The operations manager of an organisation that provides an emergency trade response writes in response to my earlier post Paramedics forcing entry to premises (March 25, 2014). My correspondent says:
… as a part of a business I run we deliver rapid response call outs to residential premises (Plumbing, Electrical and Locksmiths), we are often asked to attend a property where we may detect an issue with regards to the essential services to the property (Electricity or Gas) or a gas heater that is producing carbon monoxide and need to isolate supply to the property to ensure that the property is left in a safe state.
If we were to leave a detected gas leak or electrical hazard in an unsafe state and someone died as a result of this we would be open to criticism and potential litigation, so have an obligation as an appropriately qualified trade to exercise a duty of care.
However upon the attending trade communicating the risk to the owner of the property of what they have found there have been occasions that the owner of the property has told us to leave the property and has refused the right for us to isolate the problem, so we potentially are leaving the property unsafe and risking life and property.
Are you able to provide any insight as to what the obligations are of us as a trade representative in these occasions? Do we have a right to remain on the property to preserve life or property essentially exempting us from Trespass, or do we follow the instructions of the owner of the property and leave, while leaving them in a potentially life threatening situation?
Would appreciate any information / guidance you could provide us on this occasion,
You would have a defence of course if you attended the home in response to a report of a gas leak and saw the householder unconscious on the floor so you tuned the gas off before breaking in to remove them but I don’t think that’s the issue you’re asking about.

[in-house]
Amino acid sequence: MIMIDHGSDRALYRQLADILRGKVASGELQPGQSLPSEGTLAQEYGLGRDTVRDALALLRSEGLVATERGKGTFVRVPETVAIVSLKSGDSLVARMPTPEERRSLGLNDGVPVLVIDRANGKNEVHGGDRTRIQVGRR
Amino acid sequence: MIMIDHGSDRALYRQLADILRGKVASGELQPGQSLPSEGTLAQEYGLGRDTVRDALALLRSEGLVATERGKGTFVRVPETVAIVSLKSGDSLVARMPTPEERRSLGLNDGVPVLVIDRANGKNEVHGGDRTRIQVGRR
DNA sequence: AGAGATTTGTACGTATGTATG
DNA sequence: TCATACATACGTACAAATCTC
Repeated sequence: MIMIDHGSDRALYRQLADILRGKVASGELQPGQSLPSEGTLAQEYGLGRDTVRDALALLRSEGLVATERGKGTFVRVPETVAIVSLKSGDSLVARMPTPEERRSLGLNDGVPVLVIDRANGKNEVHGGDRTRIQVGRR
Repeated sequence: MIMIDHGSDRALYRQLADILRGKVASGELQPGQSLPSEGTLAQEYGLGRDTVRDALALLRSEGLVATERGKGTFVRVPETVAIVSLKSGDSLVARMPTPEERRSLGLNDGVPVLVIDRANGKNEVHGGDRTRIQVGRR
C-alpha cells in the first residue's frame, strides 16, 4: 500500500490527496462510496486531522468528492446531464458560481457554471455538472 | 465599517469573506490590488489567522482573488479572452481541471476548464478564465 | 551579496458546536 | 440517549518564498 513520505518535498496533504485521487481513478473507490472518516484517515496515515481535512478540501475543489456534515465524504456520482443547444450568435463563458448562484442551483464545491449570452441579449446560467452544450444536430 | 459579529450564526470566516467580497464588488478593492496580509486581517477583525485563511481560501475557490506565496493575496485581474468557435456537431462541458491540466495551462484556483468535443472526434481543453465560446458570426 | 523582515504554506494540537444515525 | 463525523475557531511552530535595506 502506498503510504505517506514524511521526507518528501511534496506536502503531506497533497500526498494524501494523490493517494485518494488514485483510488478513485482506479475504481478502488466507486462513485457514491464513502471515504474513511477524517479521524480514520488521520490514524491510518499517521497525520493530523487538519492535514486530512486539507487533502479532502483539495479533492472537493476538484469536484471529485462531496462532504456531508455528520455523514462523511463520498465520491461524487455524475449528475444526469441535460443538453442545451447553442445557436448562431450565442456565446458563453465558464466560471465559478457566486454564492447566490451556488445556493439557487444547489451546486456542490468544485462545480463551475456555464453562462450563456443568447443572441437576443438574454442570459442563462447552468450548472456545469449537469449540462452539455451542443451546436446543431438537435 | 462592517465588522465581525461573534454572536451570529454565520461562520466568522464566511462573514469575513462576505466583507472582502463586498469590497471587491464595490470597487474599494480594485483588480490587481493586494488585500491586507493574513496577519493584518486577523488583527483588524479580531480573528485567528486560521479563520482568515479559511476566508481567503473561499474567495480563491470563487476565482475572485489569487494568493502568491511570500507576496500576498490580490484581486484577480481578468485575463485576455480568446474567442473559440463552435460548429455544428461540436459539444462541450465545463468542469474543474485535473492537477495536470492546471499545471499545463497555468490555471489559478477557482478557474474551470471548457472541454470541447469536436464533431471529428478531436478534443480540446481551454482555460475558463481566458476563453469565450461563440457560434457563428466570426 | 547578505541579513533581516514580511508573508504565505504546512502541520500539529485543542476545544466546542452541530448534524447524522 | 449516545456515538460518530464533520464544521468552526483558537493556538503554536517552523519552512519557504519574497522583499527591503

The law of plumbing is not my field, so I don’t know what arrangements or expectations plumbers and electricians have with the supply authorities but I would not be surprised if there was some obligation to disconnect an unsafe service regardless of the householder’s wishes. With respect to identifying an unsafe installation but being denied permission to fix it, subject to anything in the relevant legislation or trade licenses, you would certainly have the right to contact others if you think the premises are unsafe. The appropriate authority may be the supply authority, the council, or the emergency services eg the fire brigade if there is an obvious gas leak. The Fire Brigade would have the right to enter the premises and to ensure the gas is disconnected should that be necessary.
The issue is like the issue faced by health and ambulance services. A patient may well refuse treatment but that doesn’t mean that the paramedics don’t still have a duty to provide advice or maybe advise others (see Ambulance Service v Neal (January 29, 2009)).
However, given there will be specific rules relating to plumbing, electrical work and gas-fitting both in legislation and licensing standards, this answer can only be considered in the most general terms.